The Latest Issue of the Bar Examiner

March 15th, 2016 / By

The National Conference of Bar Examiners (NCBE) has released the March 2016 issue of their quarterly publication, the Bar Examiner. The issue includes annual statistics about bar passage rates, as well as several other articles. For those who lack time to read the issue, here are a few highlights:

Bar-Academy Relationships

In his Letter from the Chair, Judge Thomas Bice sounds a disappointingly hostile note towards law students. Quoting Justice Edward Chavez of the New Mexico Supreme Court, Bice suggests that “those who attend law school have come to have a sense of entitlement to the practice of law simply as a result of their education.” Against this sentiment, he continues, bar examiners “are truly the gatekeepers of this profession.” (P. 2)

NCBE President Erica Moeser, who has recently tangled with law school deans, offers a more conciliatory tone on her President’s Page. After noting the importance of the legal profession and the challenges facing law schools, she concludes: “In many ways, we are all in this together, and certainly all of us wish for better times.” (P. 5)

Law School Admissions

The Bar Examiner continues to chronicle the decline in law school admissions. Eight pages of tables and graphs document five-year declines in both law school enrollment and 25th percentile LSAT scores at ABA-accredited law schools. The numbers are depressing, but important for educators to know. (PP. 6-13).

UBE Updates

South Carolina and the District of Columbia have adopted the Uniform Bar Exam (UBE), increasing the number of UBE jurisdictions to 21. (P. 4) Moeser expects even more states to join before the end of 2016.

Bar Exam Stats

The bulk of the issue reports statistics from 2015’s bar exams, as well as some comparisons with previous years. The bottom-line statistics are:

  • Overall, bar passage rates declined from 67% in 2006 to 59% in 2015. Pass rates for first-time takers declined from 78% to 70%. There are, however, significant variations among states. (P. 33)
  • Mean MBE scores continued their decline from a 10-year high of 143.3 in 2008. In 2015, the mean was 138.7–another 1.7 points lower than 2014’s mean of 140.4. (P. 41)

Substance Abuse and Mental Illness

An article summarizes the excellent study recently published by the ABA and Hazelden Betty Ford Foundation; this academic work documents high rates of alcoholism, substance abuse, and mental illness among lawyers and law students. Some of the highest distress levels occur among younger, less experienced lawyers. To combat this systemic, growing problem, the article offers nine recommendations.

The first of these focuses specifically on legal education: “Law schools should require students to take classes on the importance of maintaining personal well-being, happiness, and life satisfaction to ensure fitness to practice, similar to classes on other areas of professional responsibility.” Legal educators will also be interested in a recommendation that states embrace conditional bar admission, which allows graduates with prior instances of problematic conduct to begin law practice while subject to monitoring. (P. 55)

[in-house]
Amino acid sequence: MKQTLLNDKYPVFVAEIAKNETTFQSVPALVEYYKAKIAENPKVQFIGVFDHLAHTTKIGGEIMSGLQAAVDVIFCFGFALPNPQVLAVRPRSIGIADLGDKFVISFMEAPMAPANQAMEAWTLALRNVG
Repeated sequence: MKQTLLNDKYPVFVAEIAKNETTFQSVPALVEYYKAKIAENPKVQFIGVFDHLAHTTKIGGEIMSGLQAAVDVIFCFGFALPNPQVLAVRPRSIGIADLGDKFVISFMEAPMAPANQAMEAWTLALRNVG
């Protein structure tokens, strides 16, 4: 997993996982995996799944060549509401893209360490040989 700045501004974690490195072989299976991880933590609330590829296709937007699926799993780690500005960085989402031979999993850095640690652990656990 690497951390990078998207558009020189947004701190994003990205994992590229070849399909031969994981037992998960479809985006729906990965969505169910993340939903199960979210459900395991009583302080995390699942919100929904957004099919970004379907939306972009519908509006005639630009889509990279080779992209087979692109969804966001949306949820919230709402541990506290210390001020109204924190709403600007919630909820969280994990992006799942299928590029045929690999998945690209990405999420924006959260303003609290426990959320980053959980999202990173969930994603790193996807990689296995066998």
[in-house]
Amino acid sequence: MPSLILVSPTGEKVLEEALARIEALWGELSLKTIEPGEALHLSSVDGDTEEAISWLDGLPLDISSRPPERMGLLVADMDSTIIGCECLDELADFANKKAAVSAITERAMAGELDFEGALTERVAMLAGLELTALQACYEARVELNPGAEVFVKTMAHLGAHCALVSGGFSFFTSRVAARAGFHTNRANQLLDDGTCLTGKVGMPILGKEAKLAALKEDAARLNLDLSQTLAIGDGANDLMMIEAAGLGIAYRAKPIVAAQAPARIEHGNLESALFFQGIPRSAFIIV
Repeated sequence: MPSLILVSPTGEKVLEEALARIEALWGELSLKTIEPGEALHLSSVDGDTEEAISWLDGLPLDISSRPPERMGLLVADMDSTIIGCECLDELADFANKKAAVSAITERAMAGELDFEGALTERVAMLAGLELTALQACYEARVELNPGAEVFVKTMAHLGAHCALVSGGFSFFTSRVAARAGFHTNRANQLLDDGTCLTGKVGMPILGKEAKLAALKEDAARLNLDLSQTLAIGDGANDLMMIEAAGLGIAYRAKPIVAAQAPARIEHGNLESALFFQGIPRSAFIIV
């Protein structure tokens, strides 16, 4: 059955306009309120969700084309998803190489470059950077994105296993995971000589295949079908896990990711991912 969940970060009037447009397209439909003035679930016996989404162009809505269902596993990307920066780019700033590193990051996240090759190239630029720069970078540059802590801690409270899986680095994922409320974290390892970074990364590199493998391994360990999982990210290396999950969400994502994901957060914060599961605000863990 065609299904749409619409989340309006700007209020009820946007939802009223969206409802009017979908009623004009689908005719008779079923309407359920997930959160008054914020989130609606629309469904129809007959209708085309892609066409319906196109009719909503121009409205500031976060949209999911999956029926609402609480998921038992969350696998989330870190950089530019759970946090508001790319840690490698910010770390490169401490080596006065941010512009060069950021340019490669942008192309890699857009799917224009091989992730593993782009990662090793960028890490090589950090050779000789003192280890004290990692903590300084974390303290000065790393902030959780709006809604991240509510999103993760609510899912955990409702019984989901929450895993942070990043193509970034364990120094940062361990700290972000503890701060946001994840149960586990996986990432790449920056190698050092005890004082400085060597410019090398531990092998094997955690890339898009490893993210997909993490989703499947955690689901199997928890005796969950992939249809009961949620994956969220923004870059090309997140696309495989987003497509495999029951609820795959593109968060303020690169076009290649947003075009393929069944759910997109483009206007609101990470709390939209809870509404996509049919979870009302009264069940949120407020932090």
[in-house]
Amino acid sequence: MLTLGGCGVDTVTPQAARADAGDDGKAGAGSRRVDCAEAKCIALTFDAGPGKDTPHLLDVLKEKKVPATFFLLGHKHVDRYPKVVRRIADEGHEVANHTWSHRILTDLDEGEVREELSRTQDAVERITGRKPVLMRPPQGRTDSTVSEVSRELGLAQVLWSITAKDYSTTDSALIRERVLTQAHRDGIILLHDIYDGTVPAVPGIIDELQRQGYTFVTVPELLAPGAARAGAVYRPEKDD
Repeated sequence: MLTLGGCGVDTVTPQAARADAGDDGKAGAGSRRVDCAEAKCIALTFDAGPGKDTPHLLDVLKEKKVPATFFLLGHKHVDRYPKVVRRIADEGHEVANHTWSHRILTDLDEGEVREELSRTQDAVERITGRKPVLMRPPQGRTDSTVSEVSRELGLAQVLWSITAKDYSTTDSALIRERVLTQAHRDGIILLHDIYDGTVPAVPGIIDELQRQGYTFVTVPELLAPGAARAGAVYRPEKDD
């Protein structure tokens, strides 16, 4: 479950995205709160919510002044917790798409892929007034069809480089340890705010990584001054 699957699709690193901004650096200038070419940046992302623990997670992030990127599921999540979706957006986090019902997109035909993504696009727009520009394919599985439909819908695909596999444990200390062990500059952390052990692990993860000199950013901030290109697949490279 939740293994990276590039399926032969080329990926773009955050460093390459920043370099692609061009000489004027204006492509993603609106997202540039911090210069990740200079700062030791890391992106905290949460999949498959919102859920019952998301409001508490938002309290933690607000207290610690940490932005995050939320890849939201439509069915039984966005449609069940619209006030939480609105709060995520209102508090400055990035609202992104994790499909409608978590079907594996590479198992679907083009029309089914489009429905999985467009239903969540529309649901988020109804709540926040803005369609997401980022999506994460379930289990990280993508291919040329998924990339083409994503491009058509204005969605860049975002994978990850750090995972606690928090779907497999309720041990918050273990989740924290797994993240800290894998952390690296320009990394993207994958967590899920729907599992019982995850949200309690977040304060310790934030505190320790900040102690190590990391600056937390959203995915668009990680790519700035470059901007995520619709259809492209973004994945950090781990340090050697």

Computer Grading of Essays

Mark Albanese, NCBE’s Director of Testing and Research, devotes his Testing Column primarily to guidelines for re-grading essays and MPT answers. Near the end of that column, however, he drops a bombshell. States that re-grade these portions of the bar exam, Albanese suggests, might soon employ computer programs for that re-grading. He notes that the American Institute of CPAs already uses a computer program to grade some portions of the “written communications” section on that exam, and that some research supports the reliability of computer scoring.

Following up on this, Albanese reveals that “NCBE researchers are currently investigating the state of the art in the realm of computer grading for assessing legal writing, and we will have a report on this that may become fodder for a future Testing Column.” That’s an intriguing disclosure.

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  • Sy Abelman

    As of this post, most of us busted our butts to pass a Bar Examination. However, as more and more less capable students fail the Bar, they will push for lower standards. As we ‘age out” through retirement or death, the less capable will be the new majority and the new reality. Everything is relative. Lower standards to accommodate the new majority will be the new normal. A parallel is occurring with post secondary education. As more and more people attend Phoenix, DeVry and hundreds of other bill board schools, it becomes the norm. It’s where everybody attends. It must be okay. Evolving standards. Dumbing down.

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